Noise from vibration usually indicates some compromising of the machining operation, and can lead to component-quality issues, poor tool-life and even scrapped components and tools. These are dramatic shortcomings in machining.

In some cases, operations may seem impossible to perform, but as such they also provide a potential for being transformed to processes that are efficient and secure. This potential has been the driving force behind the development of vibration-dampened tooling – from initially being a problem solver to today’s position as a recognised productivity booster.

Research into the causes and possible remedies of vibration tendencies was started as early as in the 1960s. With vibrations having been a problem in machining as long as cutting metal has existed, a closer look was warranted into the nature of the problem, originating at the cutting edge – especially when related to tool overhang. It was established that a vibration could be seen as a variable deflection of the cutting tool and that with no or minute deflection there was no vibration that would affect machining to any consequence.

In cutting tools, vibrations are triggered and maintained by dynamic cutting forces. Even during continuous cuts, forces will have minute, rapid changes that affect the harmony of the cut. The main ways to eliminate vibrations from this source are to increase the static-stiffness of the set-up, to reduce cutting forces acting on the tool, and to increase dynamic stiffness.

Thus, once it was correctly established how chatter in machining comes from vibrations that originate in the dynamic interaction of the cutting process, cutting-tool, holding-tool and machine research could be commenced using devices for passive dynamic vibration-absorption. With a cutting force generated between the tool and workpiece, the magnitude will depend largely on the extent of engagement of the cutting edge.

The force strains the structure elastically and causes displacement of tool and workpiece, thus altering the engagement of tool and work: the undeformed chip-thickness. Any disturbance in the flow in the cutting process, such as that caused by irregularity, such as a hard spot, causes a deflection that, however small, alters the undeformed chip-thickness, with variation of the cutting force leading to vibrations. If left unchecked, the initial vibration can be self-sustaining and build up with the machine to oscillate in its natural mode of vibration.

Countering vibrations

The basic idea to counter vibrations originating from the cutting process was to have a mass suspended by springs in a fluid inside the tool’s shank. At the beginning, the tool was in most cases a boring bar but it was later found to be fully applicable in other types of tools that may be susceptible to vibrations. The extra mass was designed to vibrate at a different frequency to that generated in the cutting process, causing a neutralising (dampening) effect. Vibration tendencies in machining cannot, of course, be entirely eradicated, but may be minimised to a safe level with the right dampening facilities in the tool.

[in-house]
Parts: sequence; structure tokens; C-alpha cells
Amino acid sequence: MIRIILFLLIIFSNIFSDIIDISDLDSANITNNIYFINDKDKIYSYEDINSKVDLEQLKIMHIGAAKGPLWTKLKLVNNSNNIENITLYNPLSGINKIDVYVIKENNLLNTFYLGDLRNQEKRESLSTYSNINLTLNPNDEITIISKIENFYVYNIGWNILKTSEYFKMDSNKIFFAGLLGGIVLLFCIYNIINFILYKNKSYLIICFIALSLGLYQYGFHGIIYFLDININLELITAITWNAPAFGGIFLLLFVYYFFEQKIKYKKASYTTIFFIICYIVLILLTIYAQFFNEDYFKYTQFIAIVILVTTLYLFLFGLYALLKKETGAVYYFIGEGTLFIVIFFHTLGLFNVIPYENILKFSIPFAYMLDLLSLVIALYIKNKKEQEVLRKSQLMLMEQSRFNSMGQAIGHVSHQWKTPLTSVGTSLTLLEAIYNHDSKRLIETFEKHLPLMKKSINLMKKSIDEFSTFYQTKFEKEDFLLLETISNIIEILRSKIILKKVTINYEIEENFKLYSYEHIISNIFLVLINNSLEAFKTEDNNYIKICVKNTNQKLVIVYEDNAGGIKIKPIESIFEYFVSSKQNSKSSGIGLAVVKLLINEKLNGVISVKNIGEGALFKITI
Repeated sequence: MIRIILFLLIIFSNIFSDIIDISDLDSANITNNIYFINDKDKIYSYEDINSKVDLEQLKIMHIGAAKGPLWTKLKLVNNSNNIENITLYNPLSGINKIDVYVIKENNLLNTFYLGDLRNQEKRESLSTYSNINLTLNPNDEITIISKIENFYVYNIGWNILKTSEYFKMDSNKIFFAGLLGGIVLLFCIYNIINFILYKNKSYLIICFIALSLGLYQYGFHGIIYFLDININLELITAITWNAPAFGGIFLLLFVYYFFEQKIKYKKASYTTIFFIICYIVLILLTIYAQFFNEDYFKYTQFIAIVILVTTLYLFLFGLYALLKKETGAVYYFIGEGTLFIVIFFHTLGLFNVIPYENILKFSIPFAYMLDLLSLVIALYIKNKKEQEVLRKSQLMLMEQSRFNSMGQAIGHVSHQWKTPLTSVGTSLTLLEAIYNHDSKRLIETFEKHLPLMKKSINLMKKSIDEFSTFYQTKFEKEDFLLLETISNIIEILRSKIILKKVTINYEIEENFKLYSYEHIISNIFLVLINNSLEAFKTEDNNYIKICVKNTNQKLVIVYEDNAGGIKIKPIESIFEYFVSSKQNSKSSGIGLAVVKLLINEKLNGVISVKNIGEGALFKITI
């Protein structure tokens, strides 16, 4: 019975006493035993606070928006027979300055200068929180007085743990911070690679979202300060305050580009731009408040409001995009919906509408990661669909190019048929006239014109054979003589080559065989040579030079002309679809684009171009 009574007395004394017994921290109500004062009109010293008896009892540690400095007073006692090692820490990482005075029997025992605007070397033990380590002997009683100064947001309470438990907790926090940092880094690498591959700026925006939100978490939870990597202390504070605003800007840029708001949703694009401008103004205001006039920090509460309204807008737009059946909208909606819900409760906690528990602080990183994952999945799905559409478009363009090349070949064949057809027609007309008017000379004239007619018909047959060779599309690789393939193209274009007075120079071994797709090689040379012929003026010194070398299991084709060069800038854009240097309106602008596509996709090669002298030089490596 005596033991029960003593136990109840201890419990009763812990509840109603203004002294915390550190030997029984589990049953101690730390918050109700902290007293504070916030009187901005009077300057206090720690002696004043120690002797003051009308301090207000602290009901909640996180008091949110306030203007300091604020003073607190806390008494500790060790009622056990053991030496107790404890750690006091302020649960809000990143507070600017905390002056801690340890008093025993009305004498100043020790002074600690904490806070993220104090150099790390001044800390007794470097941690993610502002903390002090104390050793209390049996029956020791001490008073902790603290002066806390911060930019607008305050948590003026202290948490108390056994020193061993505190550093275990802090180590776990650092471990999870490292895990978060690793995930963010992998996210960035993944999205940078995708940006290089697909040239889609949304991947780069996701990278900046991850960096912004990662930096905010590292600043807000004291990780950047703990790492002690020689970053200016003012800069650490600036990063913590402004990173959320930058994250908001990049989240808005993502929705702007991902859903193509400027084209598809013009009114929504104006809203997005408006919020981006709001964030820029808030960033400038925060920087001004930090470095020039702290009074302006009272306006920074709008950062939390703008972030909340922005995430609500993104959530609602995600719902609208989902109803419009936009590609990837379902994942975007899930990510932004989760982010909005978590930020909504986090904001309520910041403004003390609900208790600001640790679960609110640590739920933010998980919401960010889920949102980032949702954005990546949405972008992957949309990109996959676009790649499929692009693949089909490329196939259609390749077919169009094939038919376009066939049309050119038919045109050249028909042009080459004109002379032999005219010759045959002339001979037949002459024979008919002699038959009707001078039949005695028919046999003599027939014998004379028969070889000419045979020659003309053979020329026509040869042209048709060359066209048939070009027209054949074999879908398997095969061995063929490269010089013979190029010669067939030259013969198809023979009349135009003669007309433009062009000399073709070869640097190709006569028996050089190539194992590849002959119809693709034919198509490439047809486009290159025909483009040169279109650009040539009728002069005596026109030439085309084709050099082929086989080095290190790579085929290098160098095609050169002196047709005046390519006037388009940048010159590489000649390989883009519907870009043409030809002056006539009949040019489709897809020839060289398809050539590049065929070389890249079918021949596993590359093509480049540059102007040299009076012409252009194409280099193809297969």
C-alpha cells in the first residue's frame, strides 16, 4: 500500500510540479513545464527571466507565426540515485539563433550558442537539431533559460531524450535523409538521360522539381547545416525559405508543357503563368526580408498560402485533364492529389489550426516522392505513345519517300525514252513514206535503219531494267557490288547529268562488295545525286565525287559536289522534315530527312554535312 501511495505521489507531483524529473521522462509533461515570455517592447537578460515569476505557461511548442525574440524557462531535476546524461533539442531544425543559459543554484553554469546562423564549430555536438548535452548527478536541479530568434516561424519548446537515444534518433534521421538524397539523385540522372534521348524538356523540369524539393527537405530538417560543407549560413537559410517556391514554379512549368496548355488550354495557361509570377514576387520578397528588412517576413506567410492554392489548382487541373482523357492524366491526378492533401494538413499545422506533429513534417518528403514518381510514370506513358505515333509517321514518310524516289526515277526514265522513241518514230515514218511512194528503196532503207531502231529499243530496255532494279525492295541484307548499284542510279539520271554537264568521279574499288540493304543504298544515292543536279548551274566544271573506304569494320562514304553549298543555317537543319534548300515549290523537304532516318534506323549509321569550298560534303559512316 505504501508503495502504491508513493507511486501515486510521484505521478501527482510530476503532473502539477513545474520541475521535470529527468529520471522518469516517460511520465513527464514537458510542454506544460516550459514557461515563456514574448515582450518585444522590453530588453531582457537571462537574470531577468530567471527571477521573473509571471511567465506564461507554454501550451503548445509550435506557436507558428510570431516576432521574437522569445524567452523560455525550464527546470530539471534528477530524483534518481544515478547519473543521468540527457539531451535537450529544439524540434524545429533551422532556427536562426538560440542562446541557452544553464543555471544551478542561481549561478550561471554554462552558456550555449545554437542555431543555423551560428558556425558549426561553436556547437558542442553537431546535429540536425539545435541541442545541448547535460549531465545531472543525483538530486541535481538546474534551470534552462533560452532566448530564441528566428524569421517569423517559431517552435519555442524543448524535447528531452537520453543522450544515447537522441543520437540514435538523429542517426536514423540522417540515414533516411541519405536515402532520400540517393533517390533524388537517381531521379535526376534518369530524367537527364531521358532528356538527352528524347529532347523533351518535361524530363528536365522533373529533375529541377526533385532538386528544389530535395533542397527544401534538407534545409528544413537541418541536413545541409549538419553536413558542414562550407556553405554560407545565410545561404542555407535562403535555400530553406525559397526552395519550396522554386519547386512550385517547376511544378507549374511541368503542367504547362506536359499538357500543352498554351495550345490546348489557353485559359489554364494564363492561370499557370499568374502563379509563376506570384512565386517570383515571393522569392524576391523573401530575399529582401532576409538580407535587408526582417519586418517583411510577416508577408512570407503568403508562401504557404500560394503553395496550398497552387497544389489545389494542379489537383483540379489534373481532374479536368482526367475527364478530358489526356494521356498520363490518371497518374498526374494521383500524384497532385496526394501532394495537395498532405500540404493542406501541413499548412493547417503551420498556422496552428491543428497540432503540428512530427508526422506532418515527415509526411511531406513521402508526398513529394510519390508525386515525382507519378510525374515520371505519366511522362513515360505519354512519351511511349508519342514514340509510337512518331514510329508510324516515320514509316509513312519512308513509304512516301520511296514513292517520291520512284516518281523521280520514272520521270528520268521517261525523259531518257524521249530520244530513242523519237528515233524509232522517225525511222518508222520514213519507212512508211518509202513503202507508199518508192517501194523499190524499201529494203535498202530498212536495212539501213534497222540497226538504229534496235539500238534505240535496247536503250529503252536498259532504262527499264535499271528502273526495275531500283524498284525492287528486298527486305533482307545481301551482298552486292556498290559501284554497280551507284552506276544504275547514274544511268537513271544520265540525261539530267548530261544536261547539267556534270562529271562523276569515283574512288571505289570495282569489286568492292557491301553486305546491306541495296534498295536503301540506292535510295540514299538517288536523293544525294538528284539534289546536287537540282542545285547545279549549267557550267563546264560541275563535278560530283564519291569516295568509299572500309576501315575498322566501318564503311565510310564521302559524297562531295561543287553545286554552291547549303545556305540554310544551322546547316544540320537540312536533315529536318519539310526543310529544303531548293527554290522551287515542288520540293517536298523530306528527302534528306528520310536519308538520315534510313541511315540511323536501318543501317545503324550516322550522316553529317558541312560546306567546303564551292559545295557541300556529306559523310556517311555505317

When the pioneering TNS-type dampened boring bars were introduced in the 1970s, it was a revolution for internal turning of deep holes. The bars were made available in three diameters, designed for overhangs of up to 10 times the diameter. These bars had exchangeable cutting heads that were radially adjustable and allowed different holder-types and indexable inserts to be used. In accordance with the original idea, the design included a slug of heavy moderating-mass, spring-suspended in a special type of oil. The oil took up the energy from any vibrations generated during machining and turned this into heat, which was absorbed by the oil. The inertness of the slug, and thus the frequency of vibration tackled, could be set with an adjustment screw on the bar. This setting altered the tension of the suspension to achieve optimum dampening. The boring bars also had a built-in system for coolant flow to help evacuate chips.

While rather primitive by today’s standards, the improvement in internal turning with this design was dramatic: material removal capacity could be doubled. Machining not possible before could be performed and operations that were painstaking bottlenecks were made more efficient. The surface finish at a bar-overhang of eight times the diameter, with the higher cutting data, was reduced to Ra 1.3 microns with the tuned bar as opposed to Ra 8.8 microns with a conventional solid boring-bar – a breakthrough in finishing holes.

In time, a short, standard boring-bar – for use up to overhangs of seven times the diameter – was introduced, having the advantage of not needing any setting to tune the bar to optimise dampening. This was a substantial improvement in the development of tuned boring bars, in that the vibration frequencies within the overhang area of the bar could be completely covered by the design of the dampening arrangement. It was an innovation that made the application and use of dampened tools easier and cut down-time in machines.

The next step was to make use of the tool material properties: that of cemented carbide. It was not only to be used as the material for the best cutting edge but also to increase the static stiffness of the tool. Cemented carbide has an average stiffness 2.5 times that of steel and was employed in the form of sleeves secured round the boring bar. In this way, the overhang of dampened boring bars could be increased to 12 times the diameter. It also meant that there was scope for tools to be used as rotating tools and for using the full potential of the cutting data possible with cemented carbide indexable inserts. With this development, dampened tools took on a much wider role as an important problem solver.